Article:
# Conversion of Solubility to Ksp

### Learning Objectives

• Define molar solubility.
• Perform calculations involving molar solubility and Ksp.

### How is baking soda made?

Baking soda (sodium bicarbonate) is prepared by bubbling carbon dioxide gas through a solution of ammonia and sodium chloride. Ammonium carbonate is first formed which then reacts with the NaCl to form sodium bicarbonate and ammonium chloride. The sodium bicarbonate is less soluble than the other materials, so it will precipitate out of solution.

## Conversion of Solubility to Ksp

Solubility is normally expressed in g/L of saturated solution. However, solubility can also be expressed as the moles per liter. Molar solubility is the number of moles of solute in one liter of saturated solution. In other words, the molar solubility of a given compound represents the highest molarity solution that is possible for that compound. The molar mass of a compound is the conversion factor between solubility and molar solubility. Given that the solubility of Zn(OH) 2 is 4.2 × 10 -4  g/L, the molar solubility can be calculated as shown below:

$frac{4.2 times 10^{-4} cancel{text{g}}}{text{L}} times frac{1 text{mol}}{99.41 cancel{text{g}}}=4.2 times 10^{-6} text{mol/L} (text{M})$

Solubility data can be used to calculate the Ksp for a given compound. The following steps need to be taken.

1. Convert from solubility to molar solubility.
2. Use the dissociation equation to determine the concentration of each of the ions in mol/L.
3. Apply the Ksp equation.

#### Sample Problem: Calculating Ksp from Solubility

The solubility of lead(II) fluoride is found experimentally to be 0.533 g/L. Calculate the Ksp for lead(II) fluoride.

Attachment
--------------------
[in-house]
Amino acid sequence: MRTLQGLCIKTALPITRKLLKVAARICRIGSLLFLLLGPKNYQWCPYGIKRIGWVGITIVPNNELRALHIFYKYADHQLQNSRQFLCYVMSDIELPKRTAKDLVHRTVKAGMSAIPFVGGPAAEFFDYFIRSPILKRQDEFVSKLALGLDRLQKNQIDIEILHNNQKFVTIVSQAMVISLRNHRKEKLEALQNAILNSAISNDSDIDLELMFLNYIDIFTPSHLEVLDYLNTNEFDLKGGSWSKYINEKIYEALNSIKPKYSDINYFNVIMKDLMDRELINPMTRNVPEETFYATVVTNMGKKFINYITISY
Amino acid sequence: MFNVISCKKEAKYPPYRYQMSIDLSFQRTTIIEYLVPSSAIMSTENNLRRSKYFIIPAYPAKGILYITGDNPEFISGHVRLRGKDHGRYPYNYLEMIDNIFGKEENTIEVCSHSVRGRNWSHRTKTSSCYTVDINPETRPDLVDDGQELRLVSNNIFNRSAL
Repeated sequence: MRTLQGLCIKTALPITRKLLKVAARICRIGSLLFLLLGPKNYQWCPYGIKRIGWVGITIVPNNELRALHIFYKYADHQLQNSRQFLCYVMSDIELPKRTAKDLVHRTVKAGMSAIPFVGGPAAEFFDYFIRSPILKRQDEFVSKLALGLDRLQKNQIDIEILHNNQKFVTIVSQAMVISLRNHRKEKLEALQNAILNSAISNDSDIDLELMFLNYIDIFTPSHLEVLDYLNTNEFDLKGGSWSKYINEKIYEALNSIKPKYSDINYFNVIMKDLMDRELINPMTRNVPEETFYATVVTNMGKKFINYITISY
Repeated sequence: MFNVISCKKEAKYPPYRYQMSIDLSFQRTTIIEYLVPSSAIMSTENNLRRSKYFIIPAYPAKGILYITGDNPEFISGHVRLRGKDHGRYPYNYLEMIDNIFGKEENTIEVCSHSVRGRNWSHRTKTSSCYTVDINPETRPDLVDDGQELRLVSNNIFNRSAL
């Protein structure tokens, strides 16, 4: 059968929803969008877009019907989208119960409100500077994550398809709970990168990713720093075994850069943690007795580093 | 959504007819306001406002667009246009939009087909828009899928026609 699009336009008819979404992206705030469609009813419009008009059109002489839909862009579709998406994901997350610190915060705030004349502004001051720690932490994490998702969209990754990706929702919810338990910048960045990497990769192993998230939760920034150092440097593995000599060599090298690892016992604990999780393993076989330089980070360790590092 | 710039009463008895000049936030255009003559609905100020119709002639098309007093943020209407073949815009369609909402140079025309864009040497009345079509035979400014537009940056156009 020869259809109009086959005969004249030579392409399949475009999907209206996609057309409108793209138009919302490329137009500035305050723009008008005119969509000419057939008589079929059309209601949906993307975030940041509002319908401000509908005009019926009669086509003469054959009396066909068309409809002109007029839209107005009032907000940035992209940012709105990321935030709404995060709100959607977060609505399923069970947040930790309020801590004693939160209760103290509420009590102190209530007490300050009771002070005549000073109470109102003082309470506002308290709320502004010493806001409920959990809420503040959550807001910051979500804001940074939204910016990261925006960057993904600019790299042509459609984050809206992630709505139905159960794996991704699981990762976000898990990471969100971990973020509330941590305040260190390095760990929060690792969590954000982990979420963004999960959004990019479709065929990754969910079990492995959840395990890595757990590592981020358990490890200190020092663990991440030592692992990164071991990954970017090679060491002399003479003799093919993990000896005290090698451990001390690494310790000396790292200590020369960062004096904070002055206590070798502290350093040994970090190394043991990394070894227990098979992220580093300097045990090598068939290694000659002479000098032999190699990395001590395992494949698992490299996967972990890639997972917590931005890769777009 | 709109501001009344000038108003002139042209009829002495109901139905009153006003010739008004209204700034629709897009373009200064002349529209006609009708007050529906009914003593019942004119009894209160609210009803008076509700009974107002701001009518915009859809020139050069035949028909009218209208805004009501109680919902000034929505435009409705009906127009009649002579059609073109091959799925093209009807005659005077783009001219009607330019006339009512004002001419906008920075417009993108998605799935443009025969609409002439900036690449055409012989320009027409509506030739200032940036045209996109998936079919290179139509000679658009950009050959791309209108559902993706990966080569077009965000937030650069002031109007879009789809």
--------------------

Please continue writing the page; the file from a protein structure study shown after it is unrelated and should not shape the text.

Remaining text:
Step 1: List the known quantities and plan the problem .

Known

• solubility of PbF 2 = 0.533 g/L
• molar mass = 245.20 g/mol

Unknown

• Ksp of PbF2 = ?

The dissociation equation for PbF 2 and the corresponding Ksp expression

$text{PbF}_2(s) rightleftarrows text{Pb}^{2+}(aq)+2text{F}^-(aq) && K_{sp}=[text{Pb}^{2+}][text{F}^-]^2$

The steps above will be followed to calculate the Ksp for PbF 2 .

Step 2: Solve .

$text{molar solubility} qquad frac{0.533 cancel{text{g}}}{text{L}} times frac{1 text{mol}}{245.20 cancel{text{g}}}=2.17 times 10^{-3} text{M}$

The dissociation equation shows that for every mole of PbF 2 that dissociates, 1 mol of Pb 2+ and 2 mol of F are produced. Therefore, at equilibrium the concentrations of the ions are:

$[text{Pb}^{2+}]=2.17 times 10^{-3} text{M} quad text{and} quad [text{F}^-]=2 times 2.17 times 10^{-3}=4.35 times 10^{-3} text{M}$

Substitute into the expression and solve for the $K_{sp}$ .

$K_{sp}=(2.17 times 10^{-3})(4.35 times 10^{-3})^2=4.11 times 10^{-8}$

The solubility product constant is significantly less than 1 for a nearly insoluble compound such as PbF 2 .

### Summary

• Molar solubility calculations are described.
• Calculations of Ksp using molar solubility are described.

### Practice

Read the material at ChemTeam.info and do the problems at the end.

### Review

1. What are the solution requirements for determining molar solubility?
2. Why do we need to convert mass to molarity to determine Ksp?
3. What Ksp values would you expect for very insoluble compounds?

## Glossary

• molar solubility: The number of moles of solute in one liter of saturated solution.